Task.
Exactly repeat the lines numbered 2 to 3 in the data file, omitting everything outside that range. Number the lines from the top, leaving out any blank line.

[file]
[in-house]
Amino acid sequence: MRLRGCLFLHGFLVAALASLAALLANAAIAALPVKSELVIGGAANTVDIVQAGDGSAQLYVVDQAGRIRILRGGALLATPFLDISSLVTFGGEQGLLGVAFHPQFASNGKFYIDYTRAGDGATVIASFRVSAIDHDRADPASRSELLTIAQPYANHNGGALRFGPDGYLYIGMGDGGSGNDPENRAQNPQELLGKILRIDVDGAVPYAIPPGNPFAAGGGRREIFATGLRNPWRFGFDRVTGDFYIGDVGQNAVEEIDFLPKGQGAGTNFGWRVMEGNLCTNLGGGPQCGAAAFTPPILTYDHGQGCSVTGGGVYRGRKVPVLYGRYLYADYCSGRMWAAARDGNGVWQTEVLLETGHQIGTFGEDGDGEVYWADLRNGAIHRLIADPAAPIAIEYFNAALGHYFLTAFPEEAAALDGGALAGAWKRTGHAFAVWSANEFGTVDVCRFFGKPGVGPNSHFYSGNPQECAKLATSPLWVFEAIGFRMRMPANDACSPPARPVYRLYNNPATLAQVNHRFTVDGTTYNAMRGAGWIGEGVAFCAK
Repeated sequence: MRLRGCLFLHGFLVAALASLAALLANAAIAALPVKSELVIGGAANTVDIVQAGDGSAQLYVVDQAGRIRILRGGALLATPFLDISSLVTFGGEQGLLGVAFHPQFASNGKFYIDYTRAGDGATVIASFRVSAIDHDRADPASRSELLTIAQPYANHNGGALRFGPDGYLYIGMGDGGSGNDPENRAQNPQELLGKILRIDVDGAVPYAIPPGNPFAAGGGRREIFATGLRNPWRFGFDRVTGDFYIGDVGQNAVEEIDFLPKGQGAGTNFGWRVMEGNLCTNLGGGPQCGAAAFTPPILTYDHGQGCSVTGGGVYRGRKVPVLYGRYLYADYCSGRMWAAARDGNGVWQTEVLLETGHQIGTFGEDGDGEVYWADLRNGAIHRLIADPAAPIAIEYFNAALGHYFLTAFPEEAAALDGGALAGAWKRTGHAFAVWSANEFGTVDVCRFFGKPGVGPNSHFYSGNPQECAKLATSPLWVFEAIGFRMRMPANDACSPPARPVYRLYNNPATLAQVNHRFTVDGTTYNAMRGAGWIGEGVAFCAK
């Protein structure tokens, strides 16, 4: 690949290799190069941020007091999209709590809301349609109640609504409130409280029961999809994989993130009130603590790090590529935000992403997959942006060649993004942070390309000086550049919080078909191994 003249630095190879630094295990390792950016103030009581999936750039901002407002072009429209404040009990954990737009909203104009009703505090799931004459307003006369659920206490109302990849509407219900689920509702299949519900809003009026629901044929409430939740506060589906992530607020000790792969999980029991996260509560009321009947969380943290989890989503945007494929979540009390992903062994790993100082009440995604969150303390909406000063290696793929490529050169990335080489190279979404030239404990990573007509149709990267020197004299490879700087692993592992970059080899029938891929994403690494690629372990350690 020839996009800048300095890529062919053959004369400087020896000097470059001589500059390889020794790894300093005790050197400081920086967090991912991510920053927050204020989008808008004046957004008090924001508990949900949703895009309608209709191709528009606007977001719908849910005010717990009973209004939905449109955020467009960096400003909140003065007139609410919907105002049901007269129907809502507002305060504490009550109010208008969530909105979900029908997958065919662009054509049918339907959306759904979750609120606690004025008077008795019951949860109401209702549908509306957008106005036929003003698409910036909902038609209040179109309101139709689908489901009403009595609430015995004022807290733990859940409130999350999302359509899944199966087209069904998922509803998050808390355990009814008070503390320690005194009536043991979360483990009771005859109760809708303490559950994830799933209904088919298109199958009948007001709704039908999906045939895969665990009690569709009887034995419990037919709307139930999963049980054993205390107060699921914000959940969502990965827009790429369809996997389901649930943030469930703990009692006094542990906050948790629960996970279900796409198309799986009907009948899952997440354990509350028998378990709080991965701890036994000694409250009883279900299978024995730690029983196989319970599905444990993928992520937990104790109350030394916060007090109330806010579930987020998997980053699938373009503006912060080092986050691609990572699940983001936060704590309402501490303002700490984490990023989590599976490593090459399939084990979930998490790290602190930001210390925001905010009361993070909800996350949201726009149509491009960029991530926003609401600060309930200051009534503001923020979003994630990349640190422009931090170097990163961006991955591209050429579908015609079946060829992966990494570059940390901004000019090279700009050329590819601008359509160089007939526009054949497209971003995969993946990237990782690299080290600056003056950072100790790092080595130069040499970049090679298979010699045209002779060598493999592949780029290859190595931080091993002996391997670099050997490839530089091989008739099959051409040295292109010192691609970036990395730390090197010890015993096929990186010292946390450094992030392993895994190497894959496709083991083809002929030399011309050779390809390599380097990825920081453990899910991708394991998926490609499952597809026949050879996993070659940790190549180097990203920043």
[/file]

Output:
Amino acid sequence: MRLRGCLFLHGFLVAALASLAALLANAAIAALPVKSELVIGGAANTVDIVQAGDGSAQLYVVDQAGRIRILRGGALLATPFLDISSLVTFGGEQGLLGVAFHPQFASNGKFYIDYTRAGDGATVIASFRVSAIDHDRADPASRSELLTIAQPYANHNGGALRFGPDGYLYIGMGDGGSGNDPENRAQNPQELLGKILRIDVDGAVPYAIPPGNPFAAGGGRREIFATGLRNPWRFGFDRVTGDFYIGDVGQNAVEEIDFLPKGQGAGTNFGWRVMEGNLCTNLGGGPQCGAAAFTPPILTYDHGQGCSVTGGGVYRGRKVPVLYGRYLYADYCSGRMWAAARDGNGVWQTEVLLETGHQIGTFGEDGDGEVYWADLRNGAIHRLIADPAAPIAIEYFNAALGHYFLTAFPEEAAALDGGALAGAWKRTGHAFAVWSANEFGTVDVCRFFGKPGVGPNSHFYSGNPQECAKLATSPLWVFEAIGFRMRMPANDACSPPARPVYRLYNNPATLAQVNHRFTVDGTTYNAMRGAGWIGEGVAFCAK
Repeated sequence: MRLRGCLFLHGFLVAALASLAALLANAAIAALPVKSELVIGGAANTVDIVQAGDGSAQLYVVDQAGRIRILRGGALLATPFLDISSLVTFGGEQGLLGVAFHPQFASNGKFYIDYTRAGDGATVIASFRVSAIDHDRADPASRSELLTIAQPYANHNGGALRFGPDGYLYIGMGDGGSGNDPENRAQNPQELLGKILRIDVDGAVPYAIPPGNPFAAGGGRREIFATGLRNPWRFGFDRVTGDFYIGDVGQNAVEEIDFLPKGQGAGTNFGWRVMEGNLCTNLGGGPQCGAAAFTPPILTYDHGQGCSVTGGGVYRGRKVPVLYGRYLYADYCSGRMWAAARDGNGVWQTEVLLETGHQIGTFGEDGDGEVYWADLRNGAIHRLIADPAAPIAIEYFNAALGHYFLTAFPEEAAALDGGALAGAWKRTGHAFAVWSANEFGTVDVCRFFGKPGVGPNSHFYSGNPQECAKLATSPLWVFEAIGFRMRMPANDACSPPARPVYRLYNNPATLAQVNHRFTVDGTTYNAMRGAGWIGEGVAFCAK